University of California, San Diego
W 12:00–3:00, SSB 101
Office hours: W 9–11, SSB 472
In historical and comparative terms, the United States is an astonishingly rich nation. Given this affluence, the living standards and lived experiences of quite a few Americans are worse than they should be. Why? What could help improve them?
- Kenworthy, Lane. 2019 (forthcoming). Social Democratic Capitalism. Oxford University Press. Chapters 1-2.
- Kenworthy, Lane. “A Decent and Rising Income Floor.” The Good Society. LINK
- Desmond, Matthew. 2015. “Severe Deprivation in America: An Introduction.” RSF 1 (1): 1-11. LINK
- Optional: Kenworthy, Lane. “Equality of Opportunity.” The Good Society.
- Optional: Kenworthy, Lane. “Stable Income and Expenses.” The Good Society.
- Optional: Kenworthy, Lane. “Employment.” The Good Society.
- Optional: Kenworthy, Lane. “Income Distribution.” The Good Society.
- Optional: Kenworthy, Lane. “Wealth Distribution.” The Good Society.
- Optional: Kenworthy, Lane. “Shared Prosperity.” The Good Society.
- Optional: Kenworthy, Lane. “Inclusion: Women.” The Good Society.
- Optional: Kenworthy, Lane. “Inclusion: African Americans.” The Good Society.
- Optional: Kenworthy, Lane. “Public Insurance and the Least Well-Off.” The Good Society.
- Optional: Kenworthy, Lane. “Social Programs.” The Good Society.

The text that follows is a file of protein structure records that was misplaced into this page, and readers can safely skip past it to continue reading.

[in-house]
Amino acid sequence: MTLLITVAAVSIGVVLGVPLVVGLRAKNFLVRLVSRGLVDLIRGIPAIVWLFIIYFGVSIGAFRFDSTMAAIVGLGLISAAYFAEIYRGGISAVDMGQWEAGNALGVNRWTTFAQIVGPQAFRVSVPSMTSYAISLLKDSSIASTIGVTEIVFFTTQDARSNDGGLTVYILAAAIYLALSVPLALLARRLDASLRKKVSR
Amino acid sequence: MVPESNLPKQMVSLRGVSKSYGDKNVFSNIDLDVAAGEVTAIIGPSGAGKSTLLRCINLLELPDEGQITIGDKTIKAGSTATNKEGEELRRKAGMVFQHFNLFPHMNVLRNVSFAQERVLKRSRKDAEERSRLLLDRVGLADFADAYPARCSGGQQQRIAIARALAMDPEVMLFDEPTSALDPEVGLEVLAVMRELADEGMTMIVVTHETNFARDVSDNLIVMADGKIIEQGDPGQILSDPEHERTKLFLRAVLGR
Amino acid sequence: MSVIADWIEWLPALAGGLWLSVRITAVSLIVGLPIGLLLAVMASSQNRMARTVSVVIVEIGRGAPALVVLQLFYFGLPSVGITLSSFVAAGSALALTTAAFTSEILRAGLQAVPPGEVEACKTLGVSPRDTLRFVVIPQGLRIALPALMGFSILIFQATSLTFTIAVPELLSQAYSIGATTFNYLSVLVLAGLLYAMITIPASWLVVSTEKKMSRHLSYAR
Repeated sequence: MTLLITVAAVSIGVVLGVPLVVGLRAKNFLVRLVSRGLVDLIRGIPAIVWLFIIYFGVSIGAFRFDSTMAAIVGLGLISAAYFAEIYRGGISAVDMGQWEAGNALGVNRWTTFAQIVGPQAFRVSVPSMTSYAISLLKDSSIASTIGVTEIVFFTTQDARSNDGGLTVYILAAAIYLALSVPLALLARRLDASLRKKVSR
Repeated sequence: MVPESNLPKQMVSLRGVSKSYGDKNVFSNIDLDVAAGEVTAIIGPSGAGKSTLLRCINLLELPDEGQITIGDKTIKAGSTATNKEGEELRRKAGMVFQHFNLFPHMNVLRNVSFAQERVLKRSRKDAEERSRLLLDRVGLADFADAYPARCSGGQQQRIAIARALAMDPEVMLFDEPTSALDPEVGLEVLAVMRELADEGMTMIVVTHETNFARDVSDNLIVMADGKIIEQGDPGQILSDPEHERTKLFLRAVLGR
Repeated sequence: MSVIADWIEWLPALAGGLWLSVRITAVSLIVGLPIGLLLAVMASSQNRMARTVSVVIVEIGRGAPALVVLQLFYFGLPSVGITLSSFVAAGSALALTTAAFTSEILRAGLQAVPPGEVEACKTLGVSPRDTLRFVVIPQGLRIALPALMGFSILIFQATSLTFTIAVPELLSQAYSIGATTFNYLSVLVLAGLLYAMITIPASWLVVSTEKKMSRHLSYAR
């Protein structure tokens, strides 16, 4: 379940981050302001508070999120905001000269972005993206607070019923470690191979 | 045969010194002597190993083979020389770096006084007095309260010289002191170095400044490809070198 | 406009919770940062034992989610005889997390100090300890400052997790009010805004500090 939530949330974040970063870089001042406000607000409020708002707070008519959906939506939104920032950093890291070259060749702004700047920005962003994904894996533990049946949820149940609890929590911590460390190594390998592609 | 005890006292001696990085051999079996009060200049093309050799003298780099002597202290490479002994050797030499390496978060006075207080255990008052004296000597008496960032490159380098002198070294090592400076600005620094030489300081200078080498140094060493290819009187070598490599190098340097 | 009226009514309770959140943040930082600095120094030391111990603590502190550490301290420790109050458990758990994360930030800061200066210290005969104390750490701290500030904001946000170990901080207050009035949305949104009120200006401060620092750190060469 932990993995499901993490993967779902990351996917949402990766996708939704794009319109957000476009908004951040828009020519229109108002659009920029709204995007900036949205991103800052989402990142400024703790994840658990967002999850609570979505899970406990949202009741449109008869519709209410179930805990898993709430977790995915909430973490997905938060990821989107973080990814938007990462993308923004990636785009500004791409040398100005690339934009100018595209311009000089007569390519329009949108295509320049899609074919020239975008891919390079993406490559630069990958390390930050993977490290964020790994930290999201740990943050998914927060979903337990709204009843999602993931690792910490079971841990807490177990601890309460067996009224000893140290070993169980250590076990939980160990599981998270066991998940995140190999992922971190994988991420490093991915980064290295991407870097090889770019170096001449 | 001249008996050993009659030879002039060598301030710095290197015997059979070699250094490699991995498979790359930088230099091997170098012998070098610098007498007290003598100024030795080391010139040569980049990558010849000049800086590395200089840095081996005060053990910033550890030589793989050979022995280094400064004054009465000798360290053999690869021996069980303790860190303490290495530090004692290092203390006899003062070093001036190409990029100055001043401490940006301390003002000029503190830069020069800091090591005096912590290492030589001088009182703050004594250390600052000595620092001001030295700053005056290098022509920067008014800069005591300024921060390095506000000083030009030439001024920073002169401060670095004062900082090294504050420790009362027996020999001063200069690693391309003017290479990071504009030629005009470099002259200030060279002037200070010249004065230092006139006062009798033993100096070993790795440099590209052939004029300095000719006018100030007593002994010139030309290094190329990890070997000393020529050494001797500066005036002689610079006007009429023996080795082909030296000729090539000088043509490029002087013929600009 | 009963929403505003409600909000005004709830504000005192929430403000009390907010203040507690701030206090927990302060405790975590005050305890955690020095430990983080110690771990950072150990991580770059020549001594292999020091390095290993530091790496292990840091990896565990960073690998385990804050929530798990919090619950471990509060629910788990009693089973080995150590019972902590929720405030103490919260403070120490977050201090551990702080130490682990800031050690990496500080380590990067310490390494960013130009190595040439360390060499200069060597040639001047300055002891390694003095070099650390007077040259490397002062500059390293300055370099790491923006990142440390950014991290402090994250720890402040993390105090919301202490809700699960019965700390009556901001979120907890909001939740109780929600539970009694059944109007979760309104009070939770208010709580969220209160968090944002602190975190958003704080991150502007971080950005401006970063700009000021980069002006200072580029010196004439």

- Optional: Fox, Liana, Christopher Wimer, Irwin Garfinkel, Neeraj Kaushal, JaeHyun Nam, and Jane Waldfogel. 2015. “Trends in Deep Poverty from 1968 to 2011: The Influence of Family Structure, Employment Patterns, and the Safety Net.” RSF 1 (1): 14-34.
- Optional: Marx, Ive, Brian Nolan, and Javier Olivera. 2015. “The Welfare State and Antipoverty Policy in Rich Countries.” Pp. 2063-2139 in Handbook of Income Distribution, volume 2B. Elsevier. LINK
- Optional: Tach, Laura and Kathryn Edin. 2017. “The Social Safety Net After Welfare Reform: Recent Developments and Consequences for Household Dynamics.” Annual Review of Sociology 43: 541-561.
- Optional: Jackson, Michelle and David Grusky. 2018. “A Post-Liberal Theory of Stratification.” British Journal of Sociology 69: 1096-1133.
- Optional: Alper, Kaitlin, Evelyne Huber, and John D Stephens. 2019. “Work and Poverty in Post-Industrial Democracies.” Working Paper 763. Luxembourg Income Study. LINK